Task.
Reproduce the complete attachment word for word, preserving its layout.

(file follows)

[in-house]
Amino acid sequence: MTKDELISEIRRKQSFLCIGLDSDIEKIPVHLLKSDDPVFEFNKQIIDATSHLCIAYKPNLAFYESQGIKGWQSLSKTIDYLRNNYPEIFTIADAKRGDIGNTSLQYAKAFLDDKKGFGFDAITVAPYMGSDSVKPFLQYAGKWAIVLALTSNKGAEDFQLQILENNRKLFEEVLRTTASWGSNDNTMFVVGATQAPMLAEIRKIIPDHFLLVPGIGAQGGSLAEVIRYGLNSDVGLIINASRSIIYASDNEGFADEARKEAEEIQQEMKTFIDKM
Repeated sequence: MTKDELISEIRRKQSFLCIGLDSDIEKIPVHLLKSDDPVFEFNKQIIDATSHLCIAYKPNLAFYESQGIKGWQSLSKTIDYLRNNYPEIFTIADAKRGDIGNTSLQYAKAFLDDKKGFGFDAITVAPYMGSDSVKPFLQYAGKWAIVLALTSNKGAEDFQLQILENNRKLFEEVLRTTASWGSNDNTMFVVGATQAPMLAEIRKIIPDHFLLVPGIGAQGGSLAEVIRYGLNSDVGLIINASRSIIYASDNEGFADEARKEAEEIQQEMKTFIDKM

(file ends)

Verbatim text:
[in-house]
Amino acid sequence: MTKDELISEIRRKQSFLCIGLDSDIEKIPVHLLKSDDPVFEFNKQIIDATSHLCIAYKPNLAFYESQGIKGWQSLSKTIDYLRNNYPEIFTIADAKRGDIGNTSLQYAKAFLDDKKGFGFDAITVAPYMGSDSVKPFLQYAGKWAIVLALTSNKGAEDFQLQILENNRKLFEEVLRTTASWGSNDNTMFVVGATQAPMLAEIRKIIPDHFLLVPGIGAQGGSLAEVIRYGLNSDVGLIINASRSIIYASDNEGFADEARKEAEEIQQEMKTFIDKM
Repeated sequence: MTKDELISEIRRKQSFLCIGLDSDIEKIPVHLLKSDDPVFEFNKQIIDATSHLCIAYKPNLAFYESQGIKGWQSLSKTIDYLRNNYPEIFTIADAKRGDIGNTSLQYAKAFLDDKKGFGFDAITVAPYMGSDSVKPFLQYAGKWAIVLALTSNKGAEDFQLQILENNRKLFEEVLRTTASWGSNDNTMFVVGATQAPMLAEIRKIIPDHFLLVPGIGAQGGSLAEVIRYGLNSDVGLIINASRSIIYASDNEGFADEARKEAEEIQQEMKTFIDKM